U.S. online retail sales will exceed $506 billion this year and by 2022, will surpass $712 billion, according to a study released this week by Forrester Research. Nearly all American adults — 98% — already go online at least once a day, according to the report, which was emailed to Retail Dive.
More than half — 53% — of the $3.7 trillion U.S. retail market will be driven through digital touchpoints by the end of the year, the researchers also said.
E-commerce is also quickly moving into the devices in people’s hands: More than $1.3 trillion of U.S. retail sales will be impacted by smartphones in 2018, according to the report.
For a while now, it's been pretty clear that U.S. shoppers expect lower prices online, and the research from Forrester found that 61% of adults here believe they find better value and deals online while roughly half also say that the product information found online is more useful than what’s available in the store.
That points to the importance of knowledgeable store staff. Other research has found that retailers are losing customers fast as frustration builds when store associates are nowhere to be found. A third of shoppers who experienced a problem at apparel stores were not able to locate sales help, for example, and 6% of all possible sales are lost because of lack of service, according to a report from the Massachusetts Institute of Technology’s Sloan School of Management late last year.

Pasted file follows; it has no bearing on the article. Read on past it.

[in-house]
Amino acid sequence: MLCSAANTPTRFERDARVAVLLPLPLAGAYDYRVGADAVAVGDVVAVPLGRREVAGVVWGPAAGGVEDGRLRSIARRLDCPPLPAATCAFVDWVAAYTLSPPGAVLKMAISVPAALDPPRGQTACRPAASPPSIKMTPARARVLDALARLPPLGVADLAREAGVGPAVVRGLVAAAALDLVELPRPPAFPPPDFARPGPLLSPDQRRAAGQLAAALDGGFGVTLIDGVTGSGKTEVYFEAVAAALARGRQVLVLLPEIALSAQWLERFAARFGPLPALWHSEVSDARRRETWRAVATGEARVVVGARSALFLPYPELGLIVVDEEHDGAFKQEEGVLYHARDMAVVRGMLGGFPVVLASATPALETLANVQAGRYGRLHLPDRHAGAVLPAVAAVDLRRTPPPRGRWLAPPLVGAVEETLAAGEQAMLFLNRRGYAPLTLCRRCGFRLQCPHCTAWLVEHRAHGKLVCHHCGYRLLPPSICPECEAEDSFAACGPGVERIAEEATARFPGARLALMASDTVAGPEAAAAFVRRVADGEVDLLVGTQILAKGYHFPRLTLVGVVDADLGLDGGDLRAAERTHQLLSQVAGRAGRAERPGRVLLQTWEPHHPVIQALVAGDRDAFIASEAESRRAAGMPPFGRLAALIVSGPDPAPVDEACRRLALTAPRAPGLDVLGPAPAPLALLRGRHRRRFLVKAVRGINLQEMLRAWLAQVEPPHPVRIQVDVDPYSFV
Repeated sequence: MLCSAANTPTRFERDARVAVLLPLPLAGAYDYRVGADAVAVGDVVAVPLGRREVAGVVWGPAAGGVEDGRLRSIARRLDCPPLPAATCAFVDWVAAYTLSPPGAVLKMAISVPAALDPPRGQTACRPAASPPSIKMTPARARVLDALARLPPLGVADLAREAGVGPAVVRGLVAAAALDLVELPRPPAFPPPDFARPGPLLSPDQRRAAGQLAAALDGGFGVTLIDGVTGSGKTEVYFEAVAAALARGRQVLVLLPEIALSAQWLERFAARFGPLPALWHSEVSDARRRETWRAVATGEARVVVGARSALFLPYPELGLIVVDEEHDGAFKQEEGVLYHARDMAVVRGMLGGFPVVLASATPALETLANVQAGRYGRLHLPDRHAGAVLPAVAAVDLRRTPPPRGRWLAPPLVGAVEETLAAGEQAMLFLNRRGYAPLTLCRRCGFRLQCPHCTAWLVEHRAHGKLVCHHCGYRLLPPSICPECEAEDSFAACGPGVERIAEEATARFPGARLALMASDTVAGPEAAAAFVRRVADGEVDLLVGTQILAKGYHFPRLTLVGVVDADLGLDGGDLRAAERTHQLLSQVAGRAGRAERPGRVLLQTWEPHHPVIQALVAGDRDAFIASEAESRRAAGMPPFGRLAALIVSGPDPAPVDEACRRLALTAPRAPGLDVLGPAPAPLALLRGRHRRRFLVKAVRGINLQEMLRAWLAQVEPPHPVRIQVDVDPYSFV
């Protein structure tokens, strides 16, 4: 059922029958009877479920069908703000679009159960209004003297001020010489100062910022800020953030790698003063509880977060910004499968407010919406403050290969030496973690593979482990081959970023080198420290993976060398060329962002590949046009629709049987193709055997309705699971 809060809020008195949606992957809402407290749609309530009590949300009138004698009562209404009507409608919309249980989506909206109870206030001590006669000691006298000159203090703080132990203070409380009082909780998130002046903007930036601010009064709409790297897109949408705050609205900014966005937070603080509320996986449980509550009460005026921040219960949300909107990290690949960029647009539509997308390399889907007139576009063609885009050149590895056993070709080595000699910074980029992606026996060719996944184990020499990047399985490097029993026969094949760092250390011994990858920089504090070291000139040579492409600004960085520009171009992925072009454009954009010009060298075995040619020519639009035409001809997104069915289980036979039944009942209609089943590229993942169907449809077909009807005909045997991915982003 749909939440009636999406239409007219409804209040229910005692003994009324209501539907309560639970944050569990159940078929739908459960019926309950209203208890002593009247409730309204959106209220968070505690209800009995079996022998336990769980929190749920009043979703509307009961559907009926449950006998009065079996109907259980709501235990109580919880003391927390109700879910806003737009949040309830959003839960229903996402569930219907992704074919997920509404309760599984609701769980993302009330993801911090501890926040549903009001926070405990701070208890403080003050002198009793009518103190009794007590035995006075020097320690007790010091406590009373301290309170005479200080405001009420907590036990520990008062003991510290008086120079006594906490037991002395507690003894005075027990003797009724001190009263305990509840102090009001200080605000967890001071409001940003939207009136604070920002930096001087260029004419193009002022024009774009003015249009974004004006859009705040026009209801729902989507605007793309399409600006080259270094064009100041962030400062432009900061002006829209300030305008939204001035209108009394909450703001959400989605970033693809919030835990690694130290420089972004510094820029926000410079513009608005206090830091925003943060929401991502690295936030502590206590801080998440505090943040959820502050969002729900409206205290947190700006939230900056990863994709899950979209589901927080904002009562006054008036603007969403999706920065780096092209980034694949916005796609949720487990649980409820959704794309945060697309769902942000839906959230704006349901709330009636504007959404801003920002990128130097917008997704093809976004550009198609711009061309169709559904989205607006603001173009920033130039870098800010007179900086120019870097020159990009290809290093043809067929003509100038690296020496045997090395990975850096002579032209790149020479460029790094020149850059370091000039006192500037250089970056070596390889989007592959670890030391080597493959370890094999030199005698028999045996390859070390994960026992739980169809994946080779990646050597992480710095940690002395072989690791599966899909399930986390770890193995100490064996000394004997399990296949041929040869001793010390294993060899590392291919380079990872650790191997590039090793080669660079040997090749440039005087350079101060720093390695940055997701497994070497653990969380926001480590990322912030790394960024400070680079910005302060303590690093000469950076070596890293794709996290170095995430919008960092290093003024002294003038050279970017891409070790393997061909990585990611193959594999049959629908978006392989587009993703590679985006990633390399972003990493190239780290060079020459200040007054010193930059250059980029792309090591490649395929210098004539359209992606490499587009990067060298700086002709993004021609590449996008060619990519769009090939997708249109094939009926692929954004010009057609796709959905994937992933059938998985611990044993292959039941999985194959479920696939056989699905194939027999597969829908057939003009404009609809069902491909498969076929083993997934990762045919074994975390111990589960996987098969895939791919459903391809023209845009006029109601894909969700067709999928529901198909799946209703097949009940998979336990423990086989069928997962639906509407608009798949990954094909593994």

The amount of time and dollars spent online is sending retailers scrambling: 71% last year planned to increase their investment in web optimization. But while shoppers may be heading to websites and apps for deals and information, where they begin and end their journey often involves a store, making it difficult to determine any more what "e-commerce" fully is.